Valentine’s Day really impacted me this year, and I still find myself thinking about the strange nature of “love.” If you’ve truly experienced love and are honest about it, you know it makes you a little bit crazy—and sometimes a whole lot crazy.
It doesn’t require any deep exegesis to conclude that the lovers in the Song of Solomon are over-the-top crazy about each other. Love has blinded them to such an extent that they refer to each other as “altogether lovely” (5:16), a description that’s obviously hyperbole unless referring to Jesus. The rest of us have many flaws, after all.
Sensing the craziness of these two lovers, the onlookers in Song of Solomon try in vain to sound a note of caution. Three separate times, they are charged not to “stir up nor awaken love” until the proper time (2:7, 3:5, 8:4). But alas, it was too late. Love—crazy love—had already been awakened.
The maiden knew she had a problem: She was “lovesick” (2:5, 5:8). That’s a “sickness” God wants us all to have, but it sure is uncomfortable at times.
This reminds me of one of my favorite musicals, Man of La Mancha, in which Don Quixote goes wild for a vulgar barmaid named Aldonza. Unable to recognize her unseemly condition or despicable morals, he calls her his “virtuous lady, Dulcinea.”
Like I say, love is a crazy thing, and Don Quixote is a prime example. But the really crazy part of the story is that Aldonza was transformed into Dulcinea by the end of the play. Quixote’s seemingly irrational love turned out to be a powerful force for the hapless barmaid and hooker to see herself in a whole new way.
Okay, perhaps you Bible scholars out there think I’m only referring to the craziness of romantic love, described by the Greek word eros. Certainly God’s love, agape, is more rational and levelheaded than that.
To our surprise, however, there’s evidence that even agape love is pretty crazy at times. How else can you characterize something that “bears all things, believes all things, hopes all things, endures all things”? (1 Corinthians 13:7)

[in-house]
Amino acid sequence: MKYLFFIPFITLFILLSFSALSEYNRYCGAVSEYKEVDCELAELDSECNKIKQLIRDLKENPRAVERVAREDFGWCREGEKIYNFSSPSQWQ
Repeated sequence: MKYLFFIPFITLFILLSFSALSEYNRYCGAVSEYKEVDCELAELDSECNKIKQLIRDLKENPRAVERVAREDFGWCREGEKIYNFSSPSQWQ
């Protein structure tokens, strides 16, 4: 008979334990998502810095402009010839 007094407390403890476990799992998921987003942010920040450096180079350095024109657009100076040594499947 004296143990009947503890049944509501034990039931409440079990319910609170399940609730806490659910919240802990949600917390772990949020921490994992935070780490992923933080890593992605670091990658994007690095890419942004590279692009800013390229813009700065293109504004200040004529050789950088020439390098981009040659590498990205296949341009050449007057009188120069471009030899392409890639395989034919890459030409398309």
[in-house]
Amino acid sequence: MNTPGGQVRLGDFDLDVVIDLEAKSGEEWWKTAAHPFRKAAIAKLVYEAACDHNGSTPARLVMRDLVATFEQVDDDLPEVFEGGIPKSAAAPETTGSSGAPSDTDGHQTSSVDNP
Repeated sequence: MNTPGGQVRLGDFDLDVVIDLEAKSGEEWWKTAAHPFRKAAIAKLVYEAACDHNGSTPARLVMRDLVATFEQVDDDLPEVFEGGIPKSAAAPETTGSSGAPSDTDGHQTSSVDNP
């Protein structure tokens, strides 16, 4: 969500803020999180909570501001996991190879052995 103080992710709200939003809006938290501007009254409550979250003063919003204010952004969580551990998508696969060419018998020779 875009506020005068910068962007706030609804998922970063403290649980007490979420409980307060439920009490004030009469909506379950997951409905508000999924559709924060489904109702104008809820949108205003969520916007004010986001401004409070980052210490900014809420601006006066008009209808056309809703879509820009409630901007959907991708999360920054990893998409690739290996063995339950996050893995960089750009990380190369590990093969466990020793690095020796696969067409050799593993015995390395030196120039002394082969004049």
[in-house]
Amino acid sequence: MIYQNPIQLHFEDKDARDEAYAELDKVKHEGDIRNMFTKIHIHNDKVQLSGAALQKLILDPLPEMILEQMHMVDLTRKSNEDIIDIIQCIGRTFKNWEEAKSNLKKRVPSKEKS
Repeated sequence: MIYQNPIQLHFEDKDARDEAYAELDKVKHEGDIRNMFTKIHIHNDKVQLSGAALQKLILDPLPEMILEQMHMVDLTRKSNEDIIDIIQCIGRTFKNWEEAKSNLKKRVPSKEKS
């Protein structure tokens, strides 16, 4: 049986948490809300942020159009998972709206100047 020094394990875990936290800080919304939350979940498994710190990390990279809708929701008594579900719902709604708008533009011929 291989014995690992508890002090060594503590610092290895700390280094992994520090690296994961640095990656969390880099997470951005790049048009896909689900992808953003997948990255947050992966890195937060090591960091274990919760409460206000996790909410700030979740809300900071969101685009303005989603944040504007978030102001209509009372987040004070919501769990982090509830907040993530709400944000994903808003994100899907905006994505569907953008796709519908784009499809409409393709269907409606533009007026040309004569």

To ignore the “evidence” and keep believing, hoping, and enduring certainly seems irrational to me. Yet that’s the nature of love.
In 2 Timothy 1:7, Paul makes a profound statement about the factors that either energize or undercut our ability to love: “God has not given us a spirit of fear, but of power and of love [agape] and of a sound mind.” An entire book could probably be written about how the various elements of this passage interconnect:
- Fear and love are enemies, and “perfect love casts out fear” (1 John 4:18). But let’s get real: Nothing is scarier than love, for it involves entrusting our heart to another person.
- True love is a supernatural thing, and in order to overcome fear and truly love another person, we must have the power of God (dynamis). Power and love are meant to go together, and power is a very dangerous thing if not governed my love.
- By far the most intriguing part of this verse is the reference to “a sound mind.” The Greek word (sophronismos) describes moderation, self-control, or returning to sanity. Its root is sozo, the word for salvation, so the literal translation could easily be “a saved mind.”
This brings us back to the craziness of love. Anyone who engages in such a hazardous undertaking needs God to deliver them from fear…empower them by the Holy Spirit…and, last but not least, to give them a saved mind.
If love has made you a little crazy lately, I pray that God will give you a saved mind, helping you see things from His perspective. But I’m also praying for those of you who need a little more craziness in your life. May you overcome your fears and experience the joys of lovesickness once again.